Overlanding Families: Jeanne and Tai

Overlanding Family Jeanne and Tai

Hey! Here is my interview on Jeanne and Tai, a mom and her son from Cape Town, South Africa. For the past 3 years they have been Overlanding Europe and Asia, now they’re here in South America for a year! A truly inspirational trip if your looking to travel with young ones!

The Interview

Wyatt: so can you tell me your names, ages, and where you work?
Jeanne: work [laughs] I’m Jeanne I am 47 , and this is
Tai: Tai
Jeanne: who is?
Tai: twelve
Jeanne: we are from South Africa, from Cape Town in South Africa. And we work on the road

Wyatt: Where did you guys get the idea or inspiration for this trip?
Tai: well, I’m highly ADHD. And they wanted to give me a facilitator in school
Jeanne: and medicate you
Tai: and medicate me, I was already on the medication not the facilitator
Jeanne: so I decided to Homeschool him, and we decided. I was a single mom, working hard. We thought we’d rather go to Thailand. Because it was cheaper, I could take more time out to do the homeschooling. And when we got to Thailand we realized that acctually we only needed an hour a day and so we could move around. So we put our backpacks on and off we went. We did Cambodia, Vietnam,Laos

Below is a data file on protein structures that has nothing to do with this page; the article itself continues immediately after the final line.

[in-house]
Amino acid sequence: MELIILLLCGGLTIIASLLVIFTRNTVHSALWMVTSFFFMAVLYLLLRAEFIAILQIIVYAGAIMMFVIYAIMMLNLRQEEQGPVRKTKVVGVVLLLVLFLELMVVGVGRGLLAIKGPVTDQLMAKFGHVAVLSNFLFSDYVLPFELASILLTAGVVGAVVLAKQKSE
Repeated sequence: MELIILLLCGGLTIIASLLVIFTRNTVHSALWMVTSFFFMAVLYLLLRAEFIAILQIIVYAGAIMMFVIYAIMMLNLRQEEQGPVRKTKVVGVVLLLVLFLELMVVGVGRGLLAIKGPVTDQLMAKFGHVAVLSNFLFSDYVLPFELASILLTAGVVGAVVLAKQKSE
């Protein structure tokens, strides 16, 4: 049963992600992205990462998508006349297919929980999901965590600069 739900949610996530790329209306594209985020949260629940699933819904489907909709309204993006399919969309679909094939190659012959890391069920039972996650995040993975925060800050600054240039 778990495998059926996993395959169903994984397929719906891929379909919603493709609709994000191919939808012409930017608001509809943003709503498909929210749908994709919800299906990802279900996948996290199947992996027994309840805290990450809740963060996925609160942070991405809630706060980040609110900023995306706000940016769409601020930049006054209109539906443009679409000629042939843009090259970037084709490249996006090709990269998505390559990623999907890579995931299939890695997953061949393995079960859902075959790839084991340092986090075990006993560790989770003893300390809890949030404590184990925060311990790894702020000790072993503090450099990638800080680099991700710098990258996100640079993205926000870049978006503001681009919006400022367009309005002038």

Tai: Myanmar 
Jeanne: Myanmar and Thailand, obviously in Thailand. And after a year we went home and realized we didn’t want to stop traveling. But Ty needed a little bit more security, so we decided to get a camper van and off we set for Europe. We went to Europe and the Balkans and the back up through Italy. Popped home for Christmas  then back again and did Switzerland, Spain, France, and Morocco  and now we are in South America.

Wyatt: Why did you choose this specific vehicle?
Tai: she needs a toilet 
Jeanne: I wanted a toilet, most important 
Tai: plus it’s easy to get through. It’s two beds which is the luxury of this car the lovely soft beds. Plus it has a kitchen, cupboards and it has enough space for us, just enough. But we’re still in each other’s space
Jeanne: I didn’t want to cook outside, I wanted my kitchen inside, I wanted a toilet, and there’s a shower. Obviously water is always scarce, so you don’t use it all that much, but it’s still there should we need it. And we both work! We need to be able to sit with our computers in a space that is ok, so if there is a storm or rain we need to be able to continue to work, so we opted for the beast, his name is Thor
Wyatt: Thor?
Jeanne: yeah Thor
Tai: I don’t really know what it stands for still
Jeanne: the god of thunder
Tai: no no, I mean like obviously it has a title, like ummm…-
Jeanne: next question 
Tai: yeah next question